Updated:8/11/2021

Better waste management in harbours is one of the measures highlighted by both fishermen and researchers to reduce the litter generated by fisheries.

When there are many fishermen in the harbour, the waste container is quickly filled.

William Roger Hepsø on board Sevik junior with Benjamin Selvik.

William Roger Hepsø stands on the deck of Sevik junior with Benjamin Selvik. They are among the many fishermen based in Henningsvær during the Lofoten Fishery who use the waste system close to the floating pier where they berth.

Henningsvær harbour has a waste station for the delivery of residual waste, hazardous waste and discarded tools for the smallest coastal fleet in its harbours. The waste station in Henningsvær is close to the municipal floating pier, but not directly at the quayside. For hazardous waste and residual waste, the waste station works well for the fishermen, even though it quickly fills up during the winter season.

The two fishermen are not familiar with the delivery service of discarded tools in Henningsvær. To use it they must transport such tools to the waste station and store them outside the container. On the wheelhouse, William Roger Hepsø has stored some discarded nets, which he won’t be delivering in Henningsvær, but in Osen on the Trøndelag coast, where he lives.

– The municipal waste station there is very suitable for delivering discarded nets and other equipment from the boat, he says.

The two fishermen are very familiar with marine litter and know that waste is an environmental problem when it ends up in the sea. They believe that fishermen act responsibly and have noted less waste ending up in the sea than previously. Equipment can be lost during fishing or in poor weather and the equipment they use during active fishing is stored on deck. All the fishing boats docked in Henningsvær have blowers, ropes, pots and flag buoys in their assigned places on the limited space on deck.In Lofoten, much of this equipment is also found among the marine litter that is most often cleared from the beaches in the region. Along the coast, fisheries equipment is one of the main sources of marine litter.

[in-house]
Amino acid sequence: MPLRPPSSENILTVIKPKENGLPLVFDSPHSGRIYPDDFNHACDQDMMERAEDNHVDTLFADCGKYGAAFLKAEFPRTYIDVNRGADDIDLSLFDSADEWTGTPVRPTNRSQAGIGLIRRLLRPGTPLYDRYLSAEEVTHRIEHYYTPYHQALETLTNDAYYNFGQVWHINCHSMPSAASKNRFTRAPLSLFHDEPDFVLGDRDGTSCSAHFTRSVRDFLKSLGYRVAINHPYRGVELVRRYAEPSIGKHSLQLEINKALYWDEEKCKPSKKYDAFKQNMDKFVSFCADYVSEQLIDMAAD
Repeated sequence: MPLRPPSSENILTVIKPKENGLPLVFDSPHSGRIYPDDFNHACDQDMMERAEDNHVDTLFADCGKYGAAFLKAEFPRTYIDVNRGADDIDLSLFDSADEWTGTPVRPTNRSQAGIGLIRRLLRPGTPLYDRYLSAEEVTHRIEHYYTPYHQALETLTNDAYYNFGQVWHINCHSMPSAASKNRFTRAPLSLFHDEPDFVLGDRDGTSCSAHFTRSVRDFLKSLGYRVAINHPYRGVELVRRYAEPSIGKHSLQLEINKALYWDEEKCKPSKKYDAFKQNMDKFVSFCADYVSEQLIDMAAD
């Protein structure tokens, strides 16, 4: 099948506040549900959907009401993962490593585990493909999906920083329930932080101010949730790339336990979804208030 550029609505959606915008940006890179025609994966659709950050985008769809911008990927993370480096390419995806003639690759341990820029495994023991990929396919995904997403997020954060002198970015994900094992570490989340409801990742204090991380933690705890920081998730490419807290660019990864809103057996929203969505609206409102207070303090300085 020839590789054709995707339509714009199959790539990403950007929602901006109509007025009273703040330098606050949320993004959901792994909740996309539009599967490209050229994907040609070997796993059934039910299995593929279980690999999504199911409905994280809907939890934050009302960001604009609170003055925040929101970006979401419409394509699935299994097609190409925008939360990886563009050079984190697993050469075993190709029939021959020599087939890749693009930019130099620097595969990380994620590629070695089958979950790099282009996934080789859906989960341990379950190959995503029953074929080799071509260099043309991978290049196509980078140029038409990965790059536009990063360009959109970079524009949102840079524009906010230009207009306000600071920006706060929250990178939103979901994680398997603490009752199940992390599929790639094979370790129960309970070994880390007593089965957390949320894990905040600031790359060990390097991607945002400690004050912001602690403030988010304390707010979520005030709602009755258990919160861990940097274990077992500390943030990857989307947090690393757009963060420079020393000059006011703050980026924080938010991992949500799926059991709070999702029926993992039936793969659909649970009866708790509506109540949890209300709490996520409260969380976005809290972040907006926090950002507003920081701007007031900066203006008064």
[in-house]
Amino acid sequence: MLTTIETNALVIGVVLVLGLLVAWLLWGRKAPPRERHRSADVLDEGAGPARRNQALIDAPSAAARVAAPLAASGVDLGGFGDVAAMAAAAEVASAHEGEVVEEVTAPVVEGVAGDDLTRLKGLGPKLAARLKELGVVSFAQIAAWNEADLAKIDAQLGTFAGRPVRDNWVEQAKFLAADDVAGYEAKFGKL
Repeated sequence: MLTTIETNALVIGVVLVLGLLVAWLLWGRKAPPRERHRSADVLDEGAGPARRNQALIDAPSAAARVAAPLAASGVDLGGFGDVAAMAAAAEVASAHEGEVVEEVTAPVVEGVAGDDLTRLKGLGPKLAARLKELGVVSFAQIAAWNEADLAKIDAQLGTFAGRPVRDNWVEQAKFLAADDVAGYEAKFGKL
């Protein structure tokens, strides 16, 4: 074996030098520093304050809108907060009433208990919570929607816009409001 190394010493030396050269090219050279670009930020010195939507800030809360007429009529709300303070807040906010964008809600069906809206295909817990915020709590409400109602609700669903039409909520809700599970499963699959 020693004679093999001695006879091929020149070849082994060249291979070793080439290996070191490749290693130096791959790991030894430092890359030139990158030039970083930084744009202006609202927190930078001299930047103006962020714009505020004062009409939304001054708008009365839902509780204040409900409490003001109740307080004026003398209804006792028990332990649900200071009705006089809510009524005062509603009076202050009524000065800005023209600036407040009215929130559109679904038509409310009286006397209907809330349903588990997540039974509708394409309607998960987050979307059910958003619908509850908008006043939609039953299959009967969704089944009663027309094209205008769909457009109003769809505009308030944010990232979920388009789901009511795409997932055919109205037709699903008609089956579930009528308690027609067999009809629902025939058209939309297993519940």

New knowledge shows way to action

In the autumn of 2020, two new sources emerged about the causes of littering of the sea and coast from Norwegian fisheries and what measures could be taken to prevent and reduce litter from fisheries, aquaculture and recreational fishing.

The "Knowledge acquisition for the Directorate of Fisheries' action plan to combat marine litter" and the research article "Marine litter: Institutionalisation of attitudes and practices among Fishers in Northern Norway" both show that attitudes among fishermen are changing, but that good attitudes also require good measures to reduce litter from fisheries in the years ahead. The latter shows that three interlinked factors are required to achieve lasting change: understanding and attitudes about littering, altered handling of waste when fishing and a better waste system in the harbours. In the knowledge acquisition of the Directorate of Fisheries, good waste systems in harbours, which also apply to discarded equipment, are one of the most important measures that fishermen themselves have highlighted to prevent littering.

The waste station in Henningsvær comprises one container for residual waste and one for hazardous waste. Fishermen can leave discarded fisheries equipment at the side of the containers.

A waste plan that reflects reality

For 10 years, the port authority in Vågan muncipality has worked towards creating a good waste management plan. The users need a waste system in the ports that provides for their day-to-day needs. The latest revision of the waste plan was recently implemented with this in mind. The current waste stations comprise one container for hazardous waste and another for residual waste, and one of the improvements they have made is communicating information to users online. Discarded equipment from the smaller coastal fleet can be safely deposited at the waste station by the users and is managed by the services offered by the harbours of Vågan.

“There are few clear frameworks from government bodies regarding what a workable waste plan should look like. Our initial plan was well intended regarding source separation, but we quickly discovered that source separation of food and paper was aiming too high. The most important factor is to have a plan that reflects everyday needs. After much trial and error, we have now installed the waste stations where the need is greatest, close to the berths that we offer the fishermen in our harbours,” says port manager Ole Osland.